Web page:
There are many emotions, such as sadness, anxiety, anger, depression, grief, frustration, confusion, guilt, and helplessness, that we all face at some point in our lives. These cases are often temporary, and will clear up by themselves. Sometimes these issues can become long lasting, and you may need assistance to resolve them.
If you find yourself needing any sort of assistance in clearing up your emotions, the Center for Student Mental Health and Well-being is here to help.
When to Reach Out for Help
- Are you prioritizing things you have to get done instead of making time for your personal well-being?
- Have you been isolating yourself or withdrawing from others?
- Do you feel too anxious or too stressed to relax?
- Have you been overusing alcohol, drugs, food, sex or using other unhealthy coping mechanisms?
- Are you engaging in risky or self-destructive behaviors?
- Have you experienced negative changes in your normal habits (sleep, exercise, diet, sleep routines, etc.)?
- Are you feeling negative about life or feeling hopeless?
- Does your mind seem to be somewhere else and are you experiencing difficulty concentrating more than usual?
- Are you having a hard time taking care of yourself, showering regularly, cleaning, cooking, getting dressed for the day?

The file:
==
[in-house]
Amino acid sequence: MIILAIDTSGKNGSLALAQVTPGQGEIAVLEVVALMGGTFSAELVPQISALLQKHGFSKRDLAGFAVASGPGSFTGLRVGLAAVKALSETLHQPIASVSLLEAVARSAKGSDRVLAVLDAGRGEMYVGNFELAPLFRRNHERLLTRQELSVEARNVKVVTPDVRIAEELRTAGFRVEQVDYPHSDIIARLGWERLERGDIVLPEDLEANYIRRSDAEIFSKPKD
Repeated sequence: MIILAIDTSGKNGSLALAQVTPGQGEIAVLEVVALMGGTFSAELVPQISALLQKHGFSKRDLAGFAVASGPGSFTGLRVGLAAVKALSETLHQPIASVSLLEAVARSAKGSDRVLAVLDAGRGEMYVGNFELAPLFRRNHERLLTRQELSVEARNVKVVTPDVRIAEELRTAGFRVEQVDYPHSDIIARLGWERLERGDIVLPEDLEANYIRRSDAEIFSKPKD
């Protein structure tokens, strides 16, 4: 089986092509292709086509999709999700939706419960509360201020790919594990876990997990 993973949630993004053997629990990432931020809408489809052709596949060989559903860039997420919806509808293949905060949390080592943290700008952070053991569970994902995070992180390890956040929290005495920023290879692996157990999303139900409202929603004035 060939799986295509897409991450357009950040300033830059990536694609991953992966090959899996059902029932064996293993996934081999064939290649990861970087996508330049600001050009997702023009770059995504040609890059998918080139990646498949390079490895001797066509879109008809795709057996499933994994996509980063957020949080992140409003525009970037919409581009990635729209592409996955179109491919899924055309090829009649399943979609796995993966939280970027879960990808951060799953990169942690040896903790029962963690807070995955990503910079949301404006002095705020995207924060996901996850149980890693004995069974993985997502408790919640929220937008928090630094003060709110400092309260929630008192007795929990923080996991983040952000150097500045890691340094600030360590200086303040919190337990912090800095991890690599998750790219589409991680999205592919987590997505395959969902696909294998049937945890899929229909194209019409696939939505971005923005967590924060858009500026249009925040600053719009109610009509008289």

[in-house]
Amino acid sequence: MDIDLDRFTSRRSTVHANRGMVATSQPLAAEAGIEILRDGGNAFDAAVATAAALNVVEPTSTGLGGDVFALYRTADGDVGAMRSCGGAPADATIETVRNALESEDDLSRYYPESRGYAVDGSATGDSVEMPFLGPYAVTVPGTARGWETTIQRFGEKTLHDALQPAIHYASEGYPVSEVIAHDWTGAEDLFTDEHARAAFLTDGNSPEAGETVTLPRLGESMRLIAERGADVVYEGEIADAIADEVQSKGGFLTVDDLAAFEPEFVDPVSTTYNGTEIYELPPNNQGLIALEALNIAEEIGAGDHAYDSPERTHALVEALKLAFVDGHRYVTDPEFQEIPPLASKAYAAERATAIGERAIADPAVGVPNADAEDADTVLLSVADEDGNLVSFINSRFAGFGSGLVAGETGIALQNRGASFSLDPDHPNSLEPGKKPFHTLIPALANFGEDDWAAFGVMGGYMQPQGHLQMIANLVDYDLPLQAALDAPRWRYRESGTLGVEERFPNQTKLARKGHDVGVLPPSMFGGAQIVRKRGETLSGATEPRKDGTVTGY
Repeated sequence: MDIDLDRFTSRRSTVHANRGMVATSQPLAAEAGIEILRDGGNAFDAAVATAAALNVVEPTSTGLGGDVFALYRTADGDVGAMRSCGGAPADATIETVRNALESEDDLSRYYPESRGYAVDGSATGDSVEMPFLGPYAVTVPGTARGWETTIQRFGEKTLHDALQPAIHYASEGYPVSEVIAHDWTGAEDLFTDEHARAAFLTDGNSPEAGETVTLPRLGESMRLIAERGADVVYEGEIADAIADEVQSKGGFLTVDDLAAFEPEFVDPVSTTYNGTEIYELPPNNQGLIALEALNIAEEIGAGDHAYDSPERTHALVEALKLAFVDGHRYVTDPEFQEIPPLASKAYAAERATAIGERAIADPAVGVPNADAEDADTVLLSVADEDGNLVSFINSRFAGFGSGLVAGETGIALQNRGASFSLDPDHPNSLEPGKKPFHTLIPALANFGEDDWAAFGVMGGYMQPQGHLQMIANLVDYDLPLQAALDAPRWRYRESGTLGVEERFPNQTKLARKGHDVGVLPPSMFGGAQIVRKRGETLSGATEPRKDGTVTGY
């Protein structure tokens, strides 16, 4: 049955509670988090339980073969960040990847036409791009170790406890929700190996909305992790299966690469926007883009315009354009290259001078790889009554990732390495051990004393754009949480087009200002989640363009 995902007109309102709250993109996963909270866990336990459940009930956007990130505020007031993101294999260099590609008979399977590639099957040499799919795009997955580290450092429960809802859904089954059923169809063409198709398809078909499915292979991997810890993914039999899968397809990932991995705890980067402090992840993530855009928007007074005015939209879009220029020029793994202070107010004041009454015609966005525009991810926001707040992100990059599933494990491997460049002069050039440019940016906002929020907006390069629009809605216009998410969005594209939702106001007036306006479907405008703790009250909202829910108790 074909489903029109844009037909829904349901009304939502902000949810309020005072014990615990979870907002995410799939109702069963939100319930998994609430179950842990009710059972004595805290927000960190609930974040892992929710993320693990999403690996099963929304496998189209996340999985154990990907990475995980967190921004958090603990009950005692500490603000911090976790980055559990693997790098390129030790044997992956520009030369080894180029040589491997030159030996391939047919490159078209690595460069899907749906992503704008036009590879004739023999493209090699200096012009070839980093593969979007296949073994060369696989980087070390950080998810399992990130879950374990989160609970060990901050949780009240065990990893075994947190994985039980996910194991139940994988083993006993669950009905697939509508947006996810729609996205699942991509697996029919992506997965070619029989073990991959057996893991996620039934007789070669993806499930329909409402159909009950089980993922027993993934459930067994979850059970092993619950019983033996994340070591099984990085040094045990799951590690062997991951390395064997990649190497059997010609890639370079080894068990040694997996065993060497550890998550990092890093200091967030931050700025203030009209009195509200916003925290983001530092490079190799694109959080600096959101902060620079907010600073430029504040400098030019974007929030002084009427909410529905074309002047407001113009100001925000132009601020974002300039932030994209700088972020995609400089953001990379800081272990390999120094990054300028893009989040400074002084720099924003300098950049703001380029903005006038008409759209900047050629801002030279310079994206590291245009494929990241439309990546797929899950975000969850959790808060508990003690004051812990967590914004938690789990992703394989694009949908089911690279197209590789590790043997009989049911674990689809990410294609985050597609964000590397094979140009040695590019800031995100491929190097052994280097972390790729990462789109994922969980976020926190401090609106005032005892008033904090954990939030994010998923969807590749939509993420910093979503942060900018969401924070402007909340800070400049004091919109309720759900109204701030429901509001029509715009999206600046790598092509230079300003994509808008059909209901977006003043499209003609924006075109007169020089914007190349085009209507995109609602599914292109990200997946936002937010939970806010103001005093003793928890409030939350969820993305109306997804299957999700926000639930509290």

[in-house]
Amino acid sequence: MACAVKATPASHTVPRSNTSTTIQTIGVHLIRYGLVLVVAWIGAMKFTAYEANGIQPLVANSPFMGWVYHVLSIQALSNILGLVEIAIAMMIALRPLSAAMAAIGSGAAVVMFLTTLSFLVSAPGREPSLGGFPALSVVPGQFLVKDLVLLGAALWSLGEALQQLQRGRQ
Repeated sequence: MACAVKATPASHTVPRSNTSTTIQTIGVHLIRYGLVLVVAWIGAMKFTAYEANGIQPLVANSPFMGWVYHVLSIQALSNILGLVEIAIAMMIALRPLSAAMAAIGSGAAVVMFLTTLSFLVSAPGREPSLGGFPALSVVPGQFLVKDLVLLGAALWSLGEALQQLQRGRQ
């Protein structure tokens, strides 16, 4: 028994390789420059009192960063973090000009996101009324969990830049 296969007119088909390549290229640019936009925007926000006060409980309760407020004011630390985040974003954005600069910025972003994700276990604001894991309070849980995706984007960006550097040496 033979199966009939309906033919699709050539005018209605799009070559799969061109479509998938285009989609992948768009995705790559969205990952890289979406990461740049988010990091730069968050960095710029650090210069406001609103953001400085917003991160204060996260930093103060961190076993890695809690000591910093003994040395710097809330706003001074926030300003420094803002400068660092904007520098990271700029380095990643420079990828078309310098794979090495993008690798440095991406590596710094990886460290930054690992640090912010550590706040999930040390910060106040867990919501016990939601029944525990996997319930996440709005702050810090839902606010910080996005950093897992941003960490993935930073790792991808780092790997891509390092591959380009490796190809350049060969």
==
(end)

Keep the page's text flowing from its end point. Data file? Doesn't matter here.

- Are you unable to find joy or pleasure in things that you previously enjoyed, like hobbies or friendships?
- Are you worried about a friend’s mental health or how to help someone else get help for a mental health issue? (Learn more about how to help a friend & report a concern here.)
If you answered yes to one or more of these questions, you may benefit from consulting with a counselor. Email firstname.lastname@example.org to set up an initial screening. As always, should you or a friend ever experience a mental health crisis/emergency, you can reach counseling services during business hours at 906-487-2538, public safety/on-call counselor at 906-487-2216, Dial Help at 906-482-4357, or call 911.